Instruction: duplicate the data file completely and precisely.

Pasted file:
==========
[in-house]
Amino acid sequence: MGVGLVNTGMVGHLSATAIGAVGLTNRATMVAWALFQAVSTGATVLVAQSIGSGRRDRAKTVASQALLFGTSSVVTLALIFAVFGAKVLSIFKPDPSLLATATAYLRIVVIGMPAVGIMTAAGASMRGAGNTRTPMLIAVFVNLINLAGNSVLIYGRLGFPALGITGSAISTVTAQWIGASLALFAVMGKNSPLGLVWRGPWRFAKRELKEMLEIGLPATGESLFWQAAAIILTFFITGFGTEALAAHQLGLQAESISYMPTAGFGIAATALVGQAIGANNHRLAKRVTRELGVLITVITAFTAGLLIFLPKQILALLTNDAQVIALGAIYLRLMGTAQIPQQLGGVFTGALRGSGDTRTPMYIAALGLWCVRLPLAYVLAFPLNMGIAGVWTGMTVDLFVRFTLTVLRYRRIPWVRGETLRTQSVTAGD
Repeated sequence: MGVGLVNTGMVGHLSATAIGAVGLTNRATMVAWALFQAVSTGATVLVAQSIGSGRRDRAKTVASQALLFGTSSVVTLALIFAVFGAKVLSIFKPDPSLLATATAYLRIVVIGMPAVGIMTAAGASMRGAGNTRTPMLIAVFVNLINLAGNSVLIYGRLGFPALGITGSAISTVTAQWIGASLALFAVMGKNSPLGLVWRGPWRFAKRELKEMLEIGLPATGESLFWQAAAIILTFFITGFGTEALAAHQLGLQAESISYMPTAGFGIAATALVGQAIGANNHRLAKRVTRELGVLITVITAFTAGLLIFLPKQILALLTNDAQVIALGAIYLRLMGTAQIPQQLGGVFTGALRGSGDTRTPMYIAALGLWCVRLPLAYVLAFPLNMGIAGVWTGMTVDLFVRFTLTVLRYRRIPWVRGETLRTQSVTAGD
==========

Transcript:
[in-house]
Amino acid sequence: MGVGLVNTGMVGHLSATAIGAVGLTNRATMVAWALFQAVSTGATVLVAQSIGSGRRDRAKTVASQALLFGTSSVVTLALIFAVFGAKVLSIFKPDPSLLATATAYLRIVVIGMPAVGIMTAAGASMRGAGNTRTPMLIAVFVNLINLAGNSVLIYGRLGFPALGITGSAISTVTAQWIGASLALFAVMGKNSPLGLVWRGPWRFAKRELKEMLEIGLPATGESLFWQAAAIILTFFITGFGTEALAAHQLGLQAESISYMPTAGFGIAATALVGQAIGANNHRLAKRVTRELGVLITVITAFTAGLLIFLPKQILALLTNDAQVIALGAIYLRLMGTAQIPQQLGGVFTGALRGSGDTRTPMYIAALGLWCVRLPLAYVLAFPLNMGIAGVWTGMTVDLFVRFTLTVLRYRRIPWVRGETLRTQSVTAGD
Repeated sequence: MGVGLVNTGMVGHLSATAIGAVGLTNRATMVAWALFQAVSTGATVLVAQSIGSGRRDRAKTVASQALLFGTSSVVTLALIFAVFGAKVLSIFKPDPSLLATATAYLRIVVIGMPAVGIMTAAGASMRGAGNTRTPMLIAVFVNLINLAGNSVLIYGRLGFPALGITGSAISTVTAQWIGASLALFAVMGKNSPLGLVWRGPWRFAKRELKEMLEIGLPATGESLFWQAAAIILTFFITGFGTEALAAHQLGLQAESISYMPTAGFGIAATALVGQAIGANNHRLAKRVTRELGVLITVITAFTAGLLIFLPKQILALLTNDAQVIALGAIYLRLMGTAQIPQQLGGVFTGALRGSGDTRTPMYIAALGLWCVRLPLAYVLAFPLNMGIAGVWTGMTVDLFVRFTLTVLRYRRIPWVRGETLRTQSVTAGD